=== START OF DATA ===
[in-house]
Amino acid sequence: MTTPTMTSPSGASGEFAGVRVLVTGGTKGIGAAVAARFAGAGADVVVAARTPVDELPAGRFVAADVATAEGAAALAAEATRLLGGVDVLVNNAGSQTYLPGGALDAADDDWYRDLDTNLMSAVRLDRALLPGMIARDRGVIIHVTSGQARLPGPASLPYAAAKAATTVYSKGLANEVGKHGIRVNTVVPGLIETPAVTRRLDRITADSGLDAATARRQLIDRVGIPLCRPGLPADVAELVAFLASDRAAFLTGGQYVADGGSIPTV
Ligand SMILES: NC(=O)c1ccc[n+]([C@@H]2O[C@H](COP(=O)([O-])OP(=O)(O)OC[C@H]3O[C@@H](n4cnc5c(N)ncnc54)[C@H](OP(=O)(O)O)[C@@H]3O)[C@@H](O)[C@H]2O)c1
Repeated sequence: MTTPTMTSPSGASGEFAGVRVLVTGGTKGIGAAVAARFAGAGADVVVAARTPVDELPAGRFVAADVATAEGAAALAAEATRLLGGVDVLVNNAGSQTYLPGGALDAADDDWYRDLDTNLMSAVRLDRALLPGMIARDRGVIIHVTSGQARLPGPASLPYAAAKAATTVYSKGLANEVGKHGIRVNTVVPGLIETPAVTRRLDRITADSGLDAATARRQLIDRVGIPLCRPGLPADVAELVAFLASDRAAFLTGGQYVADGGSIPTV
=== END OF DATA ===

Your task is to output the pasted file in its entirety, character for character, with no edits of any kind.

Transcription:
[in-house]
Amino acid sequence: MTTPTMTSPSGASGEFAGVRVLVTGGTKGIGAAVAARFAGAGADVVVAARTPVDELPAGRFVAADVATAEGAAALAAEATRLLGGVDVLVNNAGSQTYLPGGALDAADDDWYRDLDTNLMSAVRLDRALLPGMIARDRGVIIHVTSGQARLPGPASLPYAAAKAATTVYSKGLANEVGKHGIRVNTVVPGLIETPAVTRRLDRITADSGLDAATARRQLIDRVGIPLCRPGLPADVAELVAFLASDRAAFLTGGQYVADGGSIPTV
Ligand SMILES: NC(=O)c1ccc[n+]([C@@H]2O[C@H](COP(=O)([O-])OP(=O)(O)OC[C@H]3O[C@@H](n4cnc5c(N)ncnc54)[C@H](OP(=O)(O)O)[C@@H]3O)[C@@H](O)[C@H]2O)c1
Repeated sequence: MTTPTMTSPSGASGEFAGVRVLVTGGTKGIGAAVAARFAGAGADVVVAARTPVDELPAGRFVAADVATAEGAAALAAEATRLLGGVDVLVNNAGSQTYLPGGALDAADDDWYRDLDTNLMSAVRLDRALLPGMIARDRGVIIHVTSGQARLPGPASLPYAAAKAATTVYSKGLANEVGKHGIRVNTVVPGLIETPAVTRRLDRITADSGLDAATARRQLIDRVGIPLCRPGLPADVAELVAFLASDRAAFLTGGQYVADGGSIPTV